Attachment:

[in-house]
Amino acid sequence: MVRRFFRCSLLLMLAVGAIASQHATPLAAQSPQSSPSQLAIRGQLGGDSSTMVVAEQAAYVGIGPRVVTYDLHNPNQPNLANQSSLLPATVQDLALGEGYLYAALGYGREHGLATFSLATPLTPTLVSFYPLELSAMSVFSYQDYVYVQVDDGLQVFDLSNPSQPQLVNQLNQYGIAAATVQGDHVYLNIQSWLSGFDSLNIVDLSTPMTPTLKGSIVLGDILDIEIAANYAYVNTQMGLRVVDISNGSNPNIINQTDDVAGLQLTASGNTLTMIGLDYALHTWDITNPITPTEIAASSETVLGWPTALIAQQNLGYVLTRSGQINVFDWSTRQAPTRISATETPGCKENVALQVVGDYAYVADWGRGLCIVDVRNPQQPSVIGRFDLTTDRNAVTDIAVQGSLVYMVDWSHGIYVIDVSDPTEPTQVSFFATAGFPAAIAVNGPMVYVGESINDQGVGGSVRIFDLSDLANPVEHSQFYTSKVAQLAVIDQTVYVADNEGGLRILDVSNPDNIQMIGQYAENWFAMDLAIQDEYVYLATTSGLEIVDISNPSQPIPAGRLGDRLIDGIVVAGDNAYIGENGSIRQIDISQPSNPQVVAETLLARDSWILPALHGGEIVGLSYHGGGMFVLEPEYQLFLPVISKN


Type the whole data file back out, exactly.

[in-house]
Amino acid sequence: MVRRFFRCSLLLMLAVGAIASQHATPLAAQSPQSSPSQLAIRGQLGGDSSTMVVAEQAAYVGIGPRVVTYDLHNPNQPNLANQSSLLPATVQDLALGEGYLYAALGYGREHGLATFSLATPLTPTLVSFYPLELSAMSVFSYQDYVYVQVDDGLQVFDLSNPSQPQLVNQLNQYGIAAATVQGDHVYLNIQSWLSGFDSLNIVDLSTPMTPTLKGSIVLGDILDIEIAANYAYVNTQMGLRVVDISNGSNPNIINQTDDVAGLQLTASGNTLTMIGLDYALHTWDITNPITPTEIAASSETVLGWPTALIAQQNLGYVLTRSGQINVFDWSTRQAPTRISATETPGCKENVALQVVGDYAYVADWGRGLCIVDVRNPQQPSVIGRFDLTTDRNAVTDIAVQGSLVYMVDWSHGIYVIDVSDPTEPTQVSFFATAGFPAAIAVNGPMVYVGESINDQGVGGSVRIFDLSDLANPVEHSQFYTSKVAQLAVIDQTVYVADNEGGLRILDVSNPDNIQMIGQYAENWFAMDLAIQDEYVYLATTSGLEIVDISNPSQPIPAGRLGDRLIDGIVVAGDNAYIGENGSIRQIDISQPSNPQVVAETLLARDSWILPALHGGEIVGLSYHGGGMFVLEPEYQLFLPVISKN